Carlos Thays

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Carlos (Charles) Thays
Born(1849-08-20)August 20, 1849
DiedJanuary 31, 1934(1934-01-31) (aged 84)

Carlos Thays (August 20, 1849 – January 31, 1934)[1] was a French-Argentine landscape architect, and a student of French landscape architect Édouard André.[2]


Born Jules Charles Thays in Paris, France in 1849,[2] Carlos Thays arrived in Argentina in 1889,[2] after he was recommended by Jean Alphand to Argentine pioneer Miguel Crisol, who contracted Thays to design Sarmiento Park in Córdoba.[1] During his time in Córdoba Thays became infatuated with the young country and decided to spend the rest of his life in Argentina. After moving to Buenos Aires he was named the city's Director of Parks & Walkways in 1891.[2] This position gave him significant influence over the design of the city's open spaces, and his legacy is still strongly felt in the city's open spaces today.

Major projects included tree planting along streets, remodeling and designing public plazas and walkways as well as designing completely new parks and expanding older ones. Major parks and plazas that particularly show Thays influence on Buenos Aires include the parks Centenario, Lezama, Patricios, Barrancas de Belgrano and the plazas Constitución, Congreso, and Mayo.[2] Thays' French heritage is reflected in many of his designs, in so far that Buenos Aires' parks and plazas are often compared to similar designs in Paris.

One of Thays' largest undertakings was the Parque Tres de Febrero,[2] a sweeping area of open land covering several square kilometers filled with thousands of trees, flowers, many fountains, and monuments in the barrio of Palermo.

A pet project of his was the Buenos Aires Botanical Garden,[1][2] for which he petitioned the city government to set aside land (almost 8 hectares), which he designed in sections to display plants organised by continent, with a large section devoted to the native plants of Argentina,[2] which were ignored in garden-making at the time. The garden has the first Ginkgo biloba planted in Argentina. Completed in 1898, it bears his name, the Jardín Botánico Carlos Thays de la Ciudad Autónoma de Buenos Aires. One greenhouse, was first erected at the Paris Exposition of 1889 and brought in sections from France to be reassembled, one of five in the garden. A brick house in the English Gothic Revival style, in which he lived during the construction and planting of the garden,[2] now houses the herbarium and a small botanical library.

Plaza del Congreso, Buenos Aires

While Thays worked primarily in Buenos Aires throughout the years he also worked on many civic projects in other areas of Argentina, remodeling the Parque Sarmiento, Córdoba, designing the Parque Urquiza in Parana, Entre Rios, Parque 9 de Julio in San Miguel de Tucumán, the Parque de la Independencia in Rosario, and the Parque San Martin in Mendoza.[1] Thays also designed the grounds of the luxurious Club Hotel de la Ventana, near Sierra de La Ventana in Buenos Aires Province. Work outside Argentina included the urban planning of the residential neighborhood of Carrasco, aid in the planning of the Parque Rodó, and the design of the Plaza Cagancha[3] and Plaza Independencia in Montevideo, Uruguay.[1]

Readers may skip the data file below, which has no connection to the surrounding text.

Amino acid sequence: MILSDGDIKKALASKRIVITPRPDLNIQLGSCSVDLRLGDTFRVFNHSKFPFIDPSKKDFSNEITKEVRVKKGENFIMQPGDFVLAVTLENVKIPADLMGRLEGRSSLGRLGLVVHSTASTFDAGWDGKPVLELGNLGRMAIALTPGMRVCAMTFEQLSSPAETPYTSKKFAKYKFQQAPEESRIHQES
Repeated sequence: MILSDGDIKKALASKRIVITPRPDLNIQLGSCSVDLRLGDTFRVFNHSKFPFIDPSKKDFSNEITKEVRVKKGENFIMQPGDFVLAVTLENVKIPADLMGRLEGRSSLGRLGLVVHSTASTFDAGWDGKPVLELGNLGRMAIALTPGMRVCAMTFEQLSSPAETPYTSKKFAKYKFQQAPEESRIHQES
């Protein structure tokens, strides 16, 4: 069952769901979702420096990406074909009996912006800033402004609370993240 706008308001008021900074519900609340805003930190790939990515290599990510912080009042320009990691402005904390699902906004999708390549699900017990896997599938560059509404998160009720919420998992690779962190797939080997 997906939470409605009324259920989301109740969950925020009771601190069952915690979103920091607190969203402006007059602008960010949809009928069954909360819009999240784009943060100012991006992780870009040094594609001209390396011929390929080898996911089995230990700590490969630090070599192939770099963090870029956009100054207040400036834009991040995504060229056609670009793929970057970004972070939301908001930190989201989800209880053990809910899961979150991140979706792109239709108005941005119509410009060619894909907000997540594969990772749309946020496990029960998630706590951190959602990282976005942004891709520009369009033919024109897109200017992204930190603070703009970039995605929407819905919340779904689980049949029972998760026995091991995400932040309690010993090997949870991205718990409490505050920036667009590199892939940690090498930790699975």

Thays worked most extensively in Buenos Aires precisely at a period in the city's history where it was growing extremely fast as a result of immigration, especially from Spain and Italy. It is often noted that had Thays not insisted on high standards of design and frequent open spaces, many of the city's current open spaces would probably not exist.

Thays was also a central reference for the establishment of national parks in Argentina. In order to advance the integration of Misiones, the Gobernación del Territorio de Misiones and the Ministry of the Interior commissioned the re-nowned landscape architect and botanist Carlos Thays to travel to Iguazú and explore the tourist and environmental prospects there. In 1902 Thays recommended the establishment of a National Park around the Iguazú Falls. In order to define the use of the national park and to advance plan-ning, the expertise of Carlos Thays was again sought. And so, Thays made another trip to Iguazú that resulted in a detailed report, richly illustrated with photos, entitled "Parque Nacional de Iguazú", which the famous landscape architect presented to the Minister of Agriculture, Adolfo Mujica, in March 1912. [4]

Next to the Perito Francisco Moreno and other prominent figures founded July 4, 1912 Boy Scouts Association of Argentina.

Thays died in Buenos Aires in 1934.[2]


  1. ^ a b c d e Biography of Thays, Archived April 8, 2008, at the Wayback Machine (in Spanish)
  2. ^ a b c d e f g h i j History of El Jardín Botánico, Archived 2011-08-18 at the Wayback Machine (in Spanish)
  3. ^ César J. Loustau (1995-01-01). Influencia de Francia en la arquitectura de Uruguay (in Spanish). Ediciones Trilce. p. 191. ISBN 9974-32-116-6.
  4. ^ Kaltmeier, Olaf (2021). National Parks from North to South. An Entangled History of Conservation and Colonization in Argentina. Trier, New Orleans: WVT, UNO. p. 7-13.
  5. ^ International Plant Names Index.  Thays.